A la recherche du temps perdu

15th July 2010 by Judith Harvey

I have just been clearing out – old textbooks, cuttings from Update and BMJ from the days before information could be stored electronically, even some old lecture notes (did I once know all that?).

Since I don’t recall my days as a clinical student with fondness, I was surprised while leafing through dog-eared volumes to experience a degree of nostalgia, though not strongly enough to put many books back on the shelf. However, a few escaped the cull.

I couldn’t bring myself to throw away my first Oxford Handbook of Clinical Medicine. The first edition came out just in time for my house-jobs, and it kept me sane and my patients safe. Well, safer. In those days the recto pages of Oxford handbooks were blank, for you to make your own notes. Invaluable for recording the sort of clinical gems which evidence-based medicine cannot reach. They were useful too for noting that consultant A wanted all patients admitted with diagnosis B to be put on drug C, whereas consultant D would tear you off a strip if he saw C on a patient’s drug chart.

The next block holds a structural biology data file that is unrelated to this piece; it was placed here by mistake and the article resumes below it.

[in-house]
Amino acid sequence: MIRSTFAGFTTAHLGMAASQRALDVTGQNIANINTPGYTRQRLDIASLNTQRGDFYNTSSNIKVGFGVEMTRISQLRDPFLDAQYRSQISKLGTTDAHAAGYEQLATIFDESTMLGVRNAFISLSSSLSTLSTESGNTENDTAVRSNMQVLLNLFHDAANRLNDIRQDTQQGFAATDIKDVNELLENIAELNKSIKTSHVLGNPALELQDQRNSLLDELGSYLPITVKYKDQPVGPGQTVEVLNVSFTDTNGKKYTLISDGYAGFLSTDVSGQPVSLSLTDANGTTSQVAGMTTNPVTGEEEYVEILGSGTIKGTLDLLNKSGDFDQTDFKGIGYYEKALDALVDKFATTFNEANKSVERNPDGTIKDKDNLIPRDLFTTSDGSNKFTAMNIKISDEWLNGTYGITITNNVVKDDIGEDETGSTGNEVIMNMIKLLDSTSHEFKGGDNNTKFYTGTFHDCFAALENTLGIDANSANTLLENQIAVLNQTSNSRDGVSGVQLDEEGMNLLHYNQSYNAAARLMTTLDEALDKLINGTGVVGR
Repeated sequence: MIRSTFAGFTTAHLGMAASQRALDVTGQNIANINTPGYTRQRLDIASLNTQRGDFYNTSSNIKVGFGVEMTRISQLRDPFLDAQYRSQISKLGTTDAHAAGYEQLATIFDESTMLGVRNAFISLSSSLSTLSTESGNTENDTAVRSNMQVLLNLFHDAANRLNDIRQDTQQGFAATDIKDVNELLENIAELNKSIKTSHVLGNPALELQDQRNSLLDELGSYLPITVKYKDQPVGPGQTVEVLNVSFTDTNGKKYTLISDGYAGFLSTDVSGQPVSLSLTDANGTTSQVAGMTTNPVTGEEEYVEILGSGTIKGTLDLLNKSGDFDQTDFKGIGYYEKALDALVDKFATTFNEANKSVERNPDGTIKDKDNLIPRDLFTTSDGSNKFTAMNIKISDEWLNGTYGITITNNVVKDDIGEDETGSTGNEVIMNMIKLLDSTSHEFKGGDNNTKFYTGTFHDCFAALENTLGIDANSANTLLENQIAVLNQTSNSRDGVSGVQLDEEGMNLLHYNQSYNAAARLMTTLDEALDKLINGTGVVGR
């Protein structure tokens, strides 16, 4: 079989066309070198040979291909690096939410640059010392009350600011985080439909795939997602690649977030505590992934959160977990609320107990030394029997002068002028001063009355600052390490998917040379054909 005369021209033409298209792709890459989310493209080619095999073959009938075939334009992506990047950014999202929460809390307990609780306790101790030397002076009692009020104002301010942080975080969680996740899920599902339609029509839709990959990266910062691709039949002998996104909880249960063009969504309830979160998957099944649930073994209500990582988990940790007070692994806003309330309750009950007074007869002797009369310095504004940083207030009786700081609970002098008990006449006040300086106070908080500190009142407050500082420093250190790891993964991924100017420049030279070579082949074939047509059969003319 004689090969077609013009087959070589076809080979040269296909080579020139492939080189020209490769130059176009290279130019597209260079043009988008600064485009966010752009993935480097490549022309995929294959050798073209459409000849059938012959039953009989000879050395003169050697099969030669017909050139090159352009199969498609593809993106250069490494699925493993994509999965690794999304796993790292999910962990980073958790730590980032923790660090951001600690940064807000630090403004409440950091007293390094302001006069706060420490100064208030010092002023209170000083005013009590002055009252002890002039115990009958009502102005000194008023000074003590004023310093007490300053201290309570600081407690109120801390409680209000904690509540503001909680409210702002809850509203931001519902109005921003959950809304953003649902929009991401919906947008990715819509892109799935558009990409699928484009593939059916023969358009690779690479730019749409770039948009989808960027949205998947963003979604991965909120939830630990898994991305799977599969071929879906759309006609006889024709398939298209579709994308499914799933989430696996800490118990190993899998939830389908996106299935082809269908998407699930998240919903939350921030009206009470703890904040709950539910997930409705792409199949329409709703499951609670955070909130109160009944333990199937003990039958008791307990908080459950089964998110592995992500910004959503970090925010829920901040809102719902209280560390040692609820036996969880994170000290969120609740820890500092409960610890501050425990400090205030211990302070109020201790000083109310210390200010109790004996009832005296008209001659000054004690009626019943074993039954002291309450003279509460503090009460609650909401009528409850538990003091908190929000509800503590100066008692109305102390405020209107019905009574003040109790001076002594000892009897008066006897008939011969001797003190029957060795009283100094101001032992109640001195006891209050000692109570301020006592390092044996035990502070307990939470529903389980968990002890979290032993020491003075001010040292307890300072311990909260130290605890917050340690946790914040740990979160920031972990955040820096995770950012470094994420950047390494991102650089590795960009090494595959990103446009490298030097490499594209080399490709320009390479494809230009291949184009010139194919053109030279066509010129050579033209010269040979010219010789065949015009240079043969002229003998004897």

Read for free

Sign up to access everything.

Free trial

Login

Already a member? Login to view this content.

Login

"I started using LocumDeck as one of our locums used it. It was easy to see her availability and when bookings are made I get confirmation of the booking and can view them on the calendar too. When invoices are sent, I can see it on the site, and digitally sign the pension form (this is one of the best bits!). It would be good if all locums used it, as then it would be so much easier for me to track my bookings and check their availability without emailing or texting them, waiting for a reply and then emailing back to confirm. It’s a great place for their documents to sit also. I can access it from home or my mobile which is useful as when I am not in surgery is when I usually need a locum!"

Debbie, Practice Manager in St Ives

See the full list of features within our NASGP membership plans

Membership